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A conversation with... Aida Silvestri


Kidan: Eritrea to London on foot, by car, lorry, boat, train and aeroplane. © Aida Silvestri

Amongst the vast amount of talented recent graduate photographers and artists exhibiting at the Free Range exhibitions between May and July this year, there were a few in particular that caught my eye and left me wanting more. Aida Silvestri’s striking and thought provoking imagery immediately got my attention and ingrained enough curiosity in the work and artist herself for her to become the first in a series of interviews I will be conducting.  

How did you first get into photography?
Being born in Eritrea during the cold war with Ethiopia, I was exposed to war at an early age. I wished that I could document what I was experiencing by blinking my eye so as not to be noticed.

I didn't do anything about it at the time but documenting the highs and lows of life always remained in the back of my mind as something I wanted to do. This thought prompted me to pursue photography in my adult age.

Who or what inspires you and your work?
Sebastião Salgado, Dorothea Lange and Gordon Parks are my main inspirations. What inspires my work is the desire to expose sensitive issues and find new ways in documenting them; hoping to catch people’s attention and ultimately to raise awareness.

What visual styles do you find most influential?
Personally, photography but most visual styles could be influential if it can grab the audience's attention positively or negatively.

What photographic format do you favour? Digital/analogue?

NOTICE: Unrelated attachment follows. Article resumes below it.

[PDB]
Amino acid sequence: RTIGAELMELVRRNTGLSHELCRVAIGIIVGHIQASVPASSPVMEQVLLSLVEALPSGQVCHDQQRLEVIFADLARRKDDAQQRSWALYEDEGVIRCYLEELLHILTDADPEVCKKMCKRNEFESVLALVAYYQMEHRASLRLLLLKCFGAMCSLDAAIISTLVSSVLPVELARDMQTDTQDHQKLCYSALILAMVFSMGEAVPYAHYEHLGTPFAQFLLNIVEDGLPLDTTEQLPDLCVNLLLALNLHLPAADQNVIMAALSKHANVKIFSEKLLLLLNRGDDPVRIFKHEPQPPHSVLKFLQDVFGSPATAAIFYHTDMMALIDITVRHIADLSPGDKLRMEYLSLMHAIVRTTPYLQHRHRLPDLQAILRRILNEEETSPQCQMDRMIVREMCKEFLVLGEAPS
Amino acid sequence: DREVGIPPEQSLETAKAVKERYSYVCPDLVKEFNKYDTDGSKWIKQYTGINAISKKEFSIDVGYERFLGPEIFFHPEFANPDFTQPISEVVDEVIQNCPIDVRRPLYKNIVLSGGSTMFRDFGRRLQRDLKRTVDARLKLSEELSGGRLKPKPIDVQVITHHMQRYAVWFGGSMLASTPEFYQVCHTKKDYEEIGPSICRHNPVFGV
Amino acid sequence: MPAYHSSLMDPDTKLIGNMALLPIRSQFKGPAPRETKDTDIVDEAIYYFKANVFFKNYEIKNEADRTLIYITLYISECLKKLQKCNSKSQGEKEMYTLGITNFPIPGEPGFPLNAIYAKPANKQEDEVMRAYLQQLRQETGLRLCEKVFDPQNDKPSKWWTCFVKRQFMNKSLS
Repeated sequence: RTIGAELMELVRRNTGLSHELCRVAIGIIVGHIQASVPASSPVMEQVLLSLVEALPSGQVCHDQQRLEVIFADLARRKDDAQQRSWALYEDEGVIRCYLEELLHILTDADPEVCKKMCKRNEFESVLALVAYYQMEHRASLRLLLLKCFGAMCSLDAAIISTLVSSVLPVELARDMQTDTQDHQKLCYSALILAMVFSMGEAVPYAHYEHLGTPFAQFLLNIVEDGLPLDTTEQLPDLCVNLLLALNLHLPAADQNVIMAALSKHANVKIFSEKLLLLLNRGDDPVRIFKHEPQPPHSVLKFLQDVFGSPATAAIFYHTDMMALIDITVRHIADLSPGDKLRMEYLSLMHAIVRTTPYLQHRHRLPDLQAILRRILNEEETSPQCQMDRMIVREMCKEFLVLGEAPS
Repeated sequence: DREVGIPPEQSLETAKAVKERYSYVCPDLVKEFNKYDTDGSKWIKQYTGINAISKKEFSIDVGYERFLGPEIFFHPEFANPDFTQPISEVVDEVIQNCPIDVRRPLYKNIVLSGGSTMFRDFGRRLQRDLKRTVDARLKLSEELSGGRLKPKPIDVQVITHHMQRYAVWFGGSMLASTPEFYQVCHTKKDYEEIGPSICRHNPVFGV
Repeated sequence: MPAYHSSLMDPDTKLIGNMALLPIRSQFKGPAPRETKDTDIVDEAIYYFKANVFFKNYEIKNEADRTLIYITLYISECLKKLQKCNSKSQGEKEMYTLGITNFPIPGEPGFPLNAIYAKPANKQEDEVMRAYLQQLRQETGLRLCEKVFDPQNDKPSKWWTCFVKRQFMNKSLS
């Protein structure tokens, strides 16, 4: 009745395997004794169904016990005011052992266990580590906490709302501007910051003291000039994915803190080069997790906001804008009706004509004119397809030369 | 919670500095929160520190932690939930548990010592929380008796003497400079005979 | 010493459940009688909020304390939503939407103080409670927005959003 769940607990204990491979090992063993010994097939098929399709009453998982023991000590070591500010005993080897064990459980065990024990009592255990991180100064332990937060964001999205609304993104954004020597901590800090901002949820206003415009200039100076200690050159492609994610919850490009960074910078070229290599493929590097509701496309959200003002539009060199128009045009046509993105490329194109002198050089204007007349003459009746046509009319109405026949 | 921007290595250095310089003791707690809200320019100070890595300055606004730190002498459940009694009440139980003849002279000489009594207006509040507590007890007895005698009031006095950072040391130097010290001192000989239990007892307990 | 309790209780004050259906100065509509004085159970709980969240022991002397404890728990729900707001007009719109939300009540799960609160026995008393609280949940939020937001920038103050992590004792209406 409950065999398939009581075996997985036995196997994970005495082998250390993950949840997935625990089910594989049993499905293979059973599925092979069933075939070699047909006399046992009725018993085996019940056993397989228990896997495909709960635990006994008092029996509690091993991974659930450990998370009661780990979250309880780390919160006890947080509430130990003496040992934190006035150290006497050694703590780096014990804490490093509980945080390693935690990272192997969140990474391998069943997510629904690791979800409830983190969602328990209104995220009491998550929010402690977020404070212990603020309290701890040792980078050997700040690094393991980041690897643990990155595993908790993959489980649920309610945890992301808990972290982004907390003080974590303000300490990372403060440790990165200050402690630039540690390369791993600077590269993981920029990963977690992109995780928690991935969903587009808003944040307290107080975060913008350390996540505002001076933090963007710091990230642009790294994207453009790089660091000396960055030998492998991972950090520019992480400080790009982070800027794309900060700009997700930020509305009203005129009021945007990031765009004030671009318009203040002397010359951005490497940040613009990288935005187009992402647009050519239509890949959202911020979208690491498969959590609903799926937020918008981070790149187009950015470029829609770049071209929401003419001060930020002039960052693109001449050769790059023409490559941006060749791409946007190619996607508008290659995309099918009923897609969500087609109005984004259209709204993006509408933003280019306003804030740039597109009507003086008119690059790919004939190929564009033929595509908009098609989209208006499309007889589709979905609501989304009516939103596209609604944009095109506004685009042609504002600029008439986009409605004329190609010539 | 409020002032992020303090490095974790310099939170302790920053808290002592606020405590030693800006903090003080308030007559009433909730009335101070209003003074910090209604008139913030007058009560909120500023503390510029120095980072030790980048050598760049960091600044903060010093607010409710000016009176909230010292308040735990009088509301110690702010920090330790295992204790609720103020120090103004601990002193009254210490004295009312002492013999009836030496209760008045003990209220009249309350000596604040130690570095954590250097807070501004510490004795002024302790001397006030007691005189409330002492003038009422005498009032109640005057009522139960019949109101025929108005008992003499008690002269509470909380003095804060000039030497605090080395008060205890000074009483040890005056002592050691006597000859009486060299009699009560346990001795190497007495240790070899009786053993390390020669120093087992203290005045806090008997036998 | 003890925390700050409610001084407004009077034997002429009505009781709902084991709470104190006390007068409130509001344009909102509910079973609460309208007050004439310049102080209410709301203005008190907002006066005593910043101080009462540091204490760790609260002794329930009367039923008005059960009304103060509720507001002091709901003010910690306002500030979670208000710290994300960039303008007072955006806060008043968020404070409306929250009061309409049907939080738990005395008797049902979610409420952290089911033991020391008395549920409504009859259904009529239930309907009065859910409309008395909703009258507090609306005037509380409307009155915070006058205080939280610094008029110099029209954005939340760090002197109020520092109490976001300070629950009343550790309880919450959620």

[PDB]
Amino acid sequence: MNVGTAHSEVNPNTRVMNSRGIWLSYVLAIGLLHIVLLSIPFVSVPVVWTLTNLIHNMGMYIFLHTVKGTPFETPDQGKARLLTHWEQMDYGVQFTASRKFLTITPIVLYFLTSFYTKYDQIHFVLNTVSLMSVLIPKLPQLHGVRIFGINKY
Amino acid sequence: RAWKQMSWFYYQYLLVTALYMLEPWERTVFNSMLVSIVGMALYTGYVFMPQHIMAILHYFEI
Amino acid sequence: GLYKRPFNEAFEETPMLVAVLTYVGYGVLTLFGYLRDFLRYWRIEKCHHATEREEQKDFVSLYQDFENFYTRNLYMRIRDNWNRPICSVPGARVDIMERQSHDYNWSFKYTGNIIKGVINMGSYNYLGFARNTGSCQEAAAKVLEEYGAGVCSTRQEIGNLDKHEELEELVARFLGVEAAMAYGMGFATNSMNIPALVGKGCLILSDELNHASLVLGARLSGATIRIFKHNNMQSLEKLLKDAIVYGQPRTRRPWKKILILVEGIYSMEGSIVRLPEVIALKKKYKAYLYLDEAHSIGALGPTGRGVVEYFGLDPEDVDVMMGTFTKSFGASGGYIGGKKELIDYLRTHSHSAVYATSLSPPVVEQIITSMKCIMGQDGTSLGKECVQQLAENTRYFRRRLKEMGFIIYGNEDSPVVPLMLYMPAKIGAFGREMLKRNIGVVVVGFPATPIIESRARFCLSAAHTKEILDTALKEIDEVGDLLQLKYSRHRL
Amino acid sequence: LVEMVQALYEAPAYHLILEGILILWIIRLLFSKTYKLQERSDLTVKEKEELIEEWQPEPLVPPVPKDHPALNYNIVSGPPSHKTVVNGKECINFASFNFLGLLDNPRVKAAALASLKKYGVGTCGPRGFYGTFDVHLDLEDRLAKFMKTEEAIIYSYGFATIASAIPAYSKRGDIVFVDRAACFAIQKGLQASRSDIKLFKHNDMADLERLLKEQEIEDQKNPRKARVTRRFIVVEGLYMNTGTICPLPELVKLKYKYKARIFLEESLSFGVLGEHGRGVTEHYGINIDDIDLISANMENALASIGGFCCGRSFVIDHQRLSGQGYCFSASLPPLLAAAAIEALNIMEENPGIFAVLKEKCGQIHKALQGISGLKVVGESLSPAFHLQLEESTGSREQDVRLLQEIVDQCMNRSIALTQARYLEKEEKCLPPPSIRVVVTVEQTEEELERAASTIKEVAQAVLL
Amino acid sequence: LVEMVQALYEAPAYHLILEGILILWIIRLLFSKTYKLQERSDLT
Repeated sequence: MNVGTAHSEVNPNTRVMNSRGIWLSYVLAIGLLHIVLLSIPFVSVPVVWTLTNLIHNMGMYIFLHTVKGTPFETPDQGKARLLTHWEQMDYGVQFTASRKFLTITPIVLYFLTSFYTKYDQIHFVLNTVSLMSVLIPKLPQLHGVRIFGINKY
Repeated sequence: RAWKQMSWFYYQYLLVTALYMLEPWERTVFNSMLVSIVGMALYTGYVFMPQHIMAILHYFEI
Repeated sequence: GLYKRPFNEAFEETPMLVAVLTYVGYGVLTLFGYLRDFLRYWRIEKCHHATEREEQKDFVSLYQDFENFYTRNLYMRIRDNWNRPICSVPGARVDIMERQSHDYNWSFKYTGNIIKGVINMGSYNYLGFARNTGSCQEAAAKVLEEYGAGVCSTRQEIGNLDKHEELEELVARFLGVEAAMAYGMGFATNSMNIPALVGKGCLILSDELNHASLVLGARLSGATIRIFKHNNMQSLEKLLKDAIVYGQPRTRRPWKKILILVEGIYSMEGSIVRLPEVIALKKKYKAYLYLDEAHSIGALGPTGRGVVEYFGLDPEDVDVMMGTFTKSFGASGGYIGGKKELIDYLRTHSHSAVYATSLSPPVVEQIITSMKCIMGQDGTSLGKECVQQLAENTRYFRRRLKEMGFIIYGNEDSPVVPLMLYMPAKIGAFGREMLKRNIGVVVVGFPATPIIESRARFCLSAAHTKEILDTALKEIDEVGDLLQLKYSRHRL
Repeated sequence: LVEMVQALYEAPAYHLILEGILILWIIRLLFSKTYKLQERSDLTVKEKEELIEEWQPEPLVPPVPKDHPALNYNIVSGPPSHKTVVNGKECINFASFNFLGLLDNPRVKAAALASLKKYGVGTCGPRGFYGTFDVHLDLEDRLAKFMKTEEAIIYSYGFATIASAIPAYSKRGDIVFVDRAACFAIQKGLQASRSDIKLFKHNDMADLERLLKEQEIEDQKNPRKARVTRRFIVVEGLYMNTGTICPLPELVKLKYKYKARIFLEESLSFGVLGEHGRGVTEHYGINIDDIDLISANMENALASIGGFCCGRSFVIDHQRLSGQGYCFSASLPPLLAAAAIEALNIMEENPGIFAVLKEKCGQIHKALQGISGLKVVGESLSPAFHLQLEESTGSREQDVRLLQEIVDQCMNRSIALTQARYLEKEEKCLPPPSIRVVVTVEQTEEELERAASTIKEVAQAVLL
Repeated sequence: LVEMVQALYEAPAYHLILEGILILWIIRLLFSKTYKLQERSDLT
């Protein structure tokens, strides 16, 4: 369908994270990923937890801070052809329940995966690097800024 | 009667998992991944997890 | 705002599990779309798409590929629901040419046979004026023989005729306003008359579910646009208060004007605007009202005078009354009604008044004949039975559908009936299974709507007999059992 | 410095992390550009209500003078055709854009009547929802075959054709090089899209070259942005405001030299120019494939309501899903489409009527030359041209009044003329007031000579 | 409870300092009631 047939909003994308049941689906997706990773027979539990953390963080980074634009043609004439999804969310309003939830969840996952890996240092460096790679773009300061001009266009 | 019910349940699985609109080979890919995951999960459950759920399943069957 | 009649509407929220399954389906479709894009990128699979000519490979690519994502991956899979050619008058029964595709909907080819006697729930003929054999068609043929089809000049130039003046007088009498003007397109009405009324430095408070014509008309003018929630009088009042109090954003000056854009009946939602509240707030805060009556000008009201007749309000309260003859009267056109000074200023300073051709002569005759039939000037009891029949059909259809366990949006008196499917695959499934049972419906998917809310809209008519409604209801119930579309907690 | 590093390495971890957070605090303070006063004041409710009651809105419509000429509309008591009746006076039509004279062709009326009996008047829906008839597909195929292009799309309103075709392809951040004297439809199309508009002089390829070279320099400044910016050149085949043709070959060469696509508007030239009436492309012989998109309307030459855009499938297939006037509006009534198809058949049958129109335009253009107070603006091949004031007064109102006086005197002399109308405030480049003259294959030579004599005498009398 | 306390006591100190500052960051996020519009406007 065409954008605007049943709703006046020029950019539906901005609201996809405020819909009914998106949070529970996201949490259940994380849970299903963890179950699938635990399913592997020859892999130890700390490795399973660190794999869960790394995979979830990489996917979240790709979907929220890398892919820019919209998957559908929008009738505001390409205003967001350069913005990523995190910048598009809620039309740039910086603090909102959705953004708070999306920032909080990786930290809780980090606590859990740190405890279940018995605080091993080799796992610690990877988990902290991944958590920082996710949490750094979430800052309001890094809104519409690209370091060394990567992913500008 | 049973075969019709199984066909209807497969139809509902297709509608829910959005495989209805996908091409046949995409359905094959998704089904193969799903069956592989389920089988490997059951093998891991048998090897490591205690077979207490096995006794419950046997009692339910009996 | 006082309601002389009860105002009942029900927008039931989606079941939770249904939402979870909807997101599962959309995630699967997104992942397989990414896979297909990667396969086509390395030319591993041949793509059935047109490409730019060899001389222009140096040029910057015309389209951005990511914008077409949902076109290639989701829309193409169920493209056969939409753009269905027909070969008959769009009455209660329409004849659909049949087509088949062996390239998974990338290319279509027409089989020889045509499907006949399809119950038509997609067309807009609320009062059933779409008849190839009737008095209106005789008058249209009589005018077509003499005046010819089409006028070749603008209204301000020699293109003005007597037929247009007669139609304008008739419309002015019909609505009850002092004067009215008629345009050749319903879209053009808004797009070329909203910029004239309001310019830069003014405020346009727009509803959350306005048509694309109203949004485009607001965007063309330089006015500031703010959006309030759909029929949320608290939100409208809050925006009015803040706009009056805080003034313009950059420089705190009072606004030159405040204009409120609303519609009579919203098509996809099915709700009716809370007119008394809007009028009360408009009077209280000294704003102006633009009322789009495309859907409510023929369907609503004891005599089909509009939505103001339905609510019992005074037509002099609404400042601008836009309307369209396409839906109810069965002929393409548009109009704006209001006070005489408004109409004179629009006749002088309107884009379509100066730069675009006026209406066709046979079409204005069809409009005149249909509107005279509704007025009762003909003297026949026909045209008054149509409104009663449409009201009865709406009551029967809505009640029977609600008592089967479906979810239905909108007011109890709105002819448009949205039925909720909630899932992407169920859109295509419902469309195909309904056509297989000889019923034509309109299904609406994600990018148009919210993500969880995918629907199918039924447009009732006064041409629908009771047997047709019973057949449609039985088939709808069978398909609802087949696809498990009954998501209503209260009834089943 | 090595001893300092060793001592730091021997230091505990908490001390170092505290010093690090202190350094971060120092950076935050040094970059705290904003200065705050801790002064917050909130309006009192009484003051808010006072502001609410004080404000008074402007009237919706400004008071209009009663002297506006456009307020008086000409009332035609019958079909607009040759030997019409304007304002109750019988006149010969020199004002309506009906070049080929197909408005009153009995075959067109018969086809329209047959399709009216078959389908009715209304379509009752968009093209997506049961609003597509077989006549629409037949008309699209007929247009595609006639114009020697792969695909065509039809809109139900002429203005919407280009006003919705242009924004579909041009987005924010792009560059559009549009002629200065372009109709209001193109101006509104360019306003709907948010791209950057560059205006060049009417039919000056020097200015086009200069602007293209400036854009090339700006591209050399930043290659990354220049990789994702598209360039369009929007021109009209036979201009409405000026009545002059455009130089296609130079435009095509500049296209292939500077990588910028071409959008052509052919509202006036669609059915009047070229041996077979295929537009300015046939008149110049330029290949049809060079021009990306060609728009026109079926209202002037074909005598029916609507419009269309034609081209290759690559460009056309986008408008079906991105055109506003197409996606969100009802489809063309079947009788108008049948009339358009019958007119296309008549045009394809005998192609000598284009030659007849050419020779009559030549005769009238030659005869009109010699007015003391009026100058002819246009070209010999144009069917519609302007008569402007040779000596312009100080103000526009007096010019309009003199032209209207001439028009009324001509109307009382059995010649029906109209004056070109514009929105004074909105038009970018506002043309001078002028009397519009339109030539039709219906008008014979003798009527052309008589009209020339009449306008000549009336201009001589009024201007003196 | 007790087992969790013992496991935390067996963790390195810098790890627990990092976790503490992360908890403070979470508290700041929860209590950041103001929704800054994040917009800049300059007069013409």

I don’t have a preference so far, as I tend to choose the format according to the project that I am working on.

Do you approach your work with a final outcome in mind, or is it purely progressive?
I always start my projects with a final outcome in mind but this approach surly doesn’t mean that it works for every project. It all depends on the subject or theme on which I am working. Some are straightforward while others take an organic progression. I have to find something within the body of work that is going to drive the project to its final outcome. 

Your project, ‘Even this will pass’, is a very delicate subject. Did you approach it (and your sitters) in a specific way?
Even though I have taken an artistic and conceptual approach for this body of work, I would like to think my work as documentary. I have taken a conceptual approach in order to engage the audience without showing gruesome or pitiful imagery often associated with this subject matter, as well as to preserve the dignity of the sitters. It aims to provoke an audience to action as opposed to a more traditional response of inaction due to the overwhelming enormity of the subject matter.

The name itself comes from a message written on a wall on Mount Sinai that I came across when researching my project. People had written messages of hope during their journeys and I thought this one was quite special.

Do you think that photographic subjects, such as this, should be given more publicity?
Yes, if it could save lives and help raise awareness.

Was the Free Range show your first exhibition?
Yes.

Did you feel it was successful and what feedback did you receive?
I had positive feedback and my work was chosen by British Journal of Photography as Free Range 2013 graduate exhibition: Best of Show.

What is your aim as a photographer?
I aspire to become a documentary photographer with a distinctive and conceptual approach to sensitive issues in order to raise awareness.

 

Aida Silvestri studied photography at Kensington & Chelsea College and studied BA (Hons) Photography at the University of Westminster in London. Her main interest is to explore a new approach to sensitive issues, such us identity, ethnicity, culture, politics and the landscape, through documentary photography.

 


Dawit: Eritrea to London on foot, by car, lorry, boat and train. © Aida Silvestri